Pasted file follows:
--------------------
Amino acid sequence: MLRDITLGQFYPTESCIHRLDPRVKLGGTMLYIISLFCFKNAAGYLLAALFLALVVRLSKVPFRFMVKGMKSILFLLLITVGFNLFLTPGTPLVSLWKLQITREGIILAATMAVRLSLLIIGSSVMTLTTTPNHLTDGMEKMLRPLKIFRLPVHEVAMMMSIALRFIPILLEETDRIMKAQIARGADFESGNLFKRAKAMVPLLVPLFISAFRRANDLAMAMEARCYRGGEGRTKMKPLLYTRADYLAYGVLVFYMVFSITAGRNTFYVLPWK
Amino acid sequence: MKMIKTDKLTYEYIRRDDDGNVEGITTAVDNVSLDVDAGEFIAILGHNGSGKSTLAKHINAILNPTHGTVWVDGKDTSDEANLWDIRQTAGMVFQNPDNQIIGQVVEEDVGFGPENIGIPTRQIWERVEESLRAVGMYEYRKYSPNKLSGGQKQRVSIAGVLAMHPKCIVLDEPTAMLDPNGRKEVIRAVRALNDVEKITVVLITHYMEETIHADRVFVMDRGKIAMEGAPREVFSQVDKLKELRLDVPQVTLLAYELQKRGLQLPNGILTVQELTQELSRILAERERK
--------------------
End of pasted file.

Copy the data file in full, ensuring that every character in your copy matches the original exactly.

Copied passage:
Amino acid sequence: MLRDITLGQFYPTESCIHRLDPRVKLGGTMLYIISLFCFKNAAGYLLAALFLALVVRLSKVPFRFMVKGMKSILFLLLITVGFNLFLTPGTPLVSLWKLQITREGIILAATMAVRLSLLIIGSSVMTLTTTPNHLTDGMEKMLRPLKIFRLPVHEVAMMMSIALRFIPILLEETDRIMKAQIARGADFESGNLFKRAKAMVPLLVPLFISAFRRANDLAMAMEARCYRGGEGRTKMKPLLYTRADYLAYGVLVFYMVFSITAGRNTFYVLPWK
Amino acid sequence: MKMIKTDKLTYEYIRRDDDGNVEGITTAVDNVSLDVDAGEFIAILGHNGSGKSTLAKHINAILNPTHGTVWVDGKDTSDEANLWDIRQTAGMVFQNPDNQIIGQVVEEDVGFGPENIGIPTRQIWERVEESLRAVGMYEYRKYSPNKLSGGQKQRVSIAGVLAMHPKCIVLDEPTAMLDPNGRKEVIRAVRALNDVEKITVVLITHYMEETIHADRVFVMDRGKIAMEGAPREVFSQVDKLKELRLDVPQVTLLAYELQKRGLQLPNGILTVQELTQELSRILAERERK